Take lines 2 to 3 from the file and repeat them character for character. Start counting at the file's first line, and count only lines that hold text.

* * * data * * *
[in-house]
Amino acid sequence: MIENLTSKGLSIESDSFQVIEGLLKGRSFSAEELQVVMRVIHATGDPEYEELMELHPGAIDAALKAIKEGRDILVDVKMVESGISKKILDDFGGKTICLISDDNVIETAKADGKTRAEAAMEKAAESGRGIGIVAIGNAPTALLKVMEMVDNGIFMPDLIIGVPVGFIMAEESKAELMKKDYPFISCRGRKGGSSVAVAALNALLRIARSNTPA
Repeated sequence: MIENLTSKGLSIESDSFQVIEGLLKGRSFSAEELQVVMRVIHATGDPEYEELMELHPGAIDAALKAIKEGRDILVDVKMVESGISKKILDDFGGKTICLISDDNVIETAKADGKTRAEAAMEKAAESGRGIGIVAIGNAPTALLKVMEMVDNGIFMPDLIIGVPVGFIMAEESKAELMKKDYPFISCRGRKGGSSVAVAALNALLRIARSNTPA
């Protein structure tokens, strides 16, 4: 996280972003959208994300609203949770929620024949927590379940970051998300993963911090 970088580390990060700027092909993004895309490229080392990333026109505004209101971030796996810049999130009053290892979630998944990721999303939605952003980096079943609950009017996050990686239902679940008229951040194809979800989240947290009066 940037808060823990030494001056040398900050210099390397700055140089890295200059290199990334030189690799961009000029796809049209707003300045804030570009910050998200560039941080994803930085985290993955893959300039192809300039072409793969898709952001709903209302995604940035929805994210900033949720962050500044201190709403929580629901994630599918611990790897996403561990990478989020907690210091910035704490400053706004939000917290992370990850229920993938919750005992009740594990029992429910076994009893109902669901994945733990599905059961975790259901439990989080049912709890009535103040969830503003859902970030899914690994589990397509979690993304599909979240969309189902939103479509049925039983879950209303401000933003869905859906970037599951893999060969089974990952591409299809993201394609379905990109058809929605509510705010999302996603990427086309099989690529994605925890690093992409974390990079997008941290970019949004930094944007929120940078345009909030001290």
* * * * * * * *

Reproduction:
Amino acid sequence: MIENLTSKGLSIESDSFQVIEGLLKGRSFSAEELQVVMRVIHATGDPEYEELMELHPGAIDAALKAIKEGRDILVDVKMVESGISKKILDDFGGKTICLISDDNVIETAKADGKTRAEAAMEKAAESGRGIGIVAIGNAPTALLKVMEMVDNGIFMPDLIIGVPVGFIMAEESKAELMKKDYPFISCRGRKGGSSVAVAALNALLRIARSNTPA
Repeated sequence: MIENLTSKGLSIESDSFQVIEGLLKGRSFSAEELQVVMRVIHATGDPEYEELMELHPGAIDAALKAIKEGRDILVDVKMVESGISKKILDDFGGKTICLISDDNVIETAKADGKTRAEAAMEKAAESGRGIGIVAIGNAPTALLKVMEMVDNGIFMPDLIIGVPVGFIMAEESKAELMKKDYPFISCRGRKGGSSVAVAALNALLRIARSNTPA